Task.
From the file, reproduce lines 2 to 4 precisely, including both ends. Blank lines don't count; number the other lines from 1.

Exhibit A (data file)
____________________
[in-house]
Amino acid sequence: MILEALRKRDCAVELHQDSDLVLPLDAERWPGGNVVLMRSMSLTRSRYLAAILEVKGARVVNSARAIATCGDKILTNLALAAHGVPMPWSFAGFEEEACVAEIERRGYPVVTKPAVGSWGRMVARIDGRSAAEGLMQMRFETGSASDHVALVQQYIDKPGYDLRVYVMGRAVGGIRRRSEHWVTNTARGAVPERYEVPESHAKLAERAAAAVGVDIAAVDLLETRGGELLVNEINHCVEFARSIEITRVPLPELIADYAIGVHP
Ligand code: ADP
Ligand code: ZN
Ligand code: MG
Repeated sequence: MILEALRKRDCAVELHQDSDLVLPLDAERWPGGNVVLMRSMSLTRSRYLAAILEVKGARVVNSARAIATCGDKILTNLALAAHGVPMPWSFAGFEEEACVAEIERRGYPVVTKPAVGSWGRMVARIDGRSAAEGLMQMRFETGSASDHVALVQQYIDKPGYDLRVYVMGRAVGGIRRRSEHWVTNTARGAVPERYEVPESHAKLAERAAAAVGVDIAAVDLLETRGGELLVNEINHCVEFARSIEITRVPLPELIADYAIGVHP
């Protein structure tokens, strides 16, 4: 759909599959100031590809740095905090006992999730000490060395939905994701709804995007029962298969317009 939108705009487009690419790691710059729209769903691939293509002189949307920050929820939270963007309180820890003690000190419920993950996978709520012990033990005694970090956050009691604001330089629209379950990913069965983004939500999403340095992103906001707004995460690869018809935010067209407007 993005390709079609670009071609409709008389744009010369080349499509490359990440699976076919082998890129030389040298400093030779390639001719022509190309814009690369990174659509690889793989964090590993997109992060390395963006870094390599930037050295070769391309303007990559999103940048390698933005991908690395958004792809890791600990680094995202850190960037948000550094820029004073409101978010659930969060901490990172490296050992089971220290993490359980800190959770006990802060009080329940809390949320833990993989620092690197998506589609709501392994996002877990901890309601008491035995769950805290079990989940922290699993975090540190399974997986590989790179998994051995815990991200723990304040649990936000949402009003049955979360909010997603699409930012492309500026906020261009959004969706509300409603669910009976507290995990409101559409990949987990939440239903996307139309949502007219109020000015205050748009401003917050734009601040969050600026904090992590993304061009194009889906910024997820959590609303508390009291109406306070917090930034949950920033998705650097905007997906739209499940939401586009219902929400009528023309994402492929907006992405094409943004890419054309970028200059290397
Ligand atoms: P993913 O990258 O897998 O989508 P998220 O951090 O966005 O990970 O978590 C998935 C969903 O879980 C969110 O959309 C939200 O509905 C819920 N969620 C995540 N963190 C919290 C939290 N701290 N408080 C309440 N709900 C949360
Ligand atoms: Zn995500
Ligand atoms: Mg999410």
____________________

Amino acid sequence: MILEALRKRDCAVELHQDSDLVLPLDAERWPGGNVVLMRSMSLTRSRYLAAILEVKGARVVNSARAIATCGDKILTNLALAAHGVPMPWSFAGFEEEACVAEIERRGYPVVTKPAVGSWGRMVARIDGRSAAEGLMQMRFETGSASDHVALVQQYIDKPGYDLRVYVMGRAVGGIRRRSEHWVTNTARGAVPERYEVPESHAKLAERAAAAVGVDIAAVDLLETRGGELLVNEINHCVEFARSIEITRVPLPELIADYAIGVHP
Ligand code: ADP
Ligand code: ZN